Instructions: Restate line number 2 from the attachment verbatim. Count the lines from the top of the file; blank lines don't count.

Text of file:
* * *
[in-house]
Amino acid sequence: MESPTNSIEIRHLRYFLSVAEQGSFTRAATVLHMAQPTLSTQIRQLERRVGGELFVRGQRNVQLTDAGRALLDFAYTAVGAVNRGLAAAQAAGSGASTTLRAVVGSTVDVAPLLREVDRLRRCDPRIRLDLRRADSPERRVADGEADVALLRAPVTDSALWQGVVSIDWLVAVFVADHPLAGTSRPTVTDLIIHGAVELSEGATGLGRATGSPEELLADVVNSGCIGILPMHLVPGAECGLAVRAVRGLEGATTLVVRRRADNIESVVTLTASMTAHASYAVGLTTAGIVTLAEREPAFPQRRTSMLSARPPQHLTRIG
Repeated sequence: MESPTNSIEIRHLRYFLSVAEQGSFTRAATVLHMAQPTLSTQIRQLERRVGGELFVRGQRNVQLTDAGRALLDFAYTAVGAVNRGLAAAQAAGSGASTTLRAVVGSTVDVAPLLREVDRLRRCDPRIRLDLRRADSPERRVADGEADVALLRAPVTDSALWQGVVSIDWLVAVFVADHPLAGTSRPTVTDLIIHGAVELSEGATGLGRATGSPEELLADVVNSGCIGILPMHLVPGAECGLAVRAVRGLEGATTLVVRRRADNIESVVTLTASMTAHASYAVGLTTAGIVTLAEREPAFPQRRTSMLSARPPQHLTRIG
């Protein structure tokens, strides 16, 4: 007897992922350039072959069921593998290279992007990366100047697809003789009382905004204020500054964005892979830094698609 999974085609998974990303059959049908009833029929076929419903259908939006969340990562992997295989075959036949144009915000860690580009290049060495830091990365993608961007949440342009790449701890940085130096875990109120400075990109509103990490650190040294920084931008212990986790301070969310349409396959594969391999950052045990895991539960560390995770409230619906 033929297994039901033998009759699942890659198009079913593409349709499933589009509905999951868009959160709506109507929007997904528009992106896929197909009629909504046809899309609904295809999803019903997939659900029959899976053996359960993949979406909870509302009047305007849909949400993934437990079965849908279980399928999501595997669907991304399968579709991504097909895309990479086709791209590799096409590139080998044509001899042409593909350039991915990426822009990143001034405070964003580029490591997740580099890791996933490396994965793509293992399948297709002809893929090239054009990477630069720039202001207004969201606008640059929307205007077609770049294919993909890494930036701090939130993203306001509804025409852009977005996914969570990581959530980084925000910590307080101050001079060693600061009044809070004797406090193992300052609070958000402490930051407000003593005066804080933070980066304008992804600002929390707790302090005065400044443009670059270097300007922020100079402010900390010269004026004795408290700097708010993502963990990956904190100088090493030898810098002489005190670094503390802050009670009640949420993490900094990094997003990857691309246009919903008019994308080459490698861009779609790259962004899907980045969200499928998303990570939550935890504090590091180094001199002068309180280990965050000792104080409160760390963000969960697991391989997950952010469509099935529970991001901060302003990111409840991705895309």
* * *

Amino acid sequence: MESPTNSIEIRHLRYFLSVAEQGSFTRAATVLHMAQPTLSTQIRQLERRVGGELFVRGQRNVQLTDAGRALLDFAYTAVGAVNRGLAAAQAAGSGASTTLRAVVGSTVDVAPLLREVDRLRRCDPRIRLDLRRADSPERRVADGEADVALLRAPVTDSALWQGVVSIDWLVAVFVADHPLAGTSRPTVTDLIIHGAVELSEGATGLGRATGSPEELLADVVNSGCIGILPMHLVPGAECGLAVRAVRGLEGATTLVVRRRADNIESVVTLTASMTAHASYAVGLTTAGIVTLAEREPAFPQRRTSMLSARPPQHLTRIG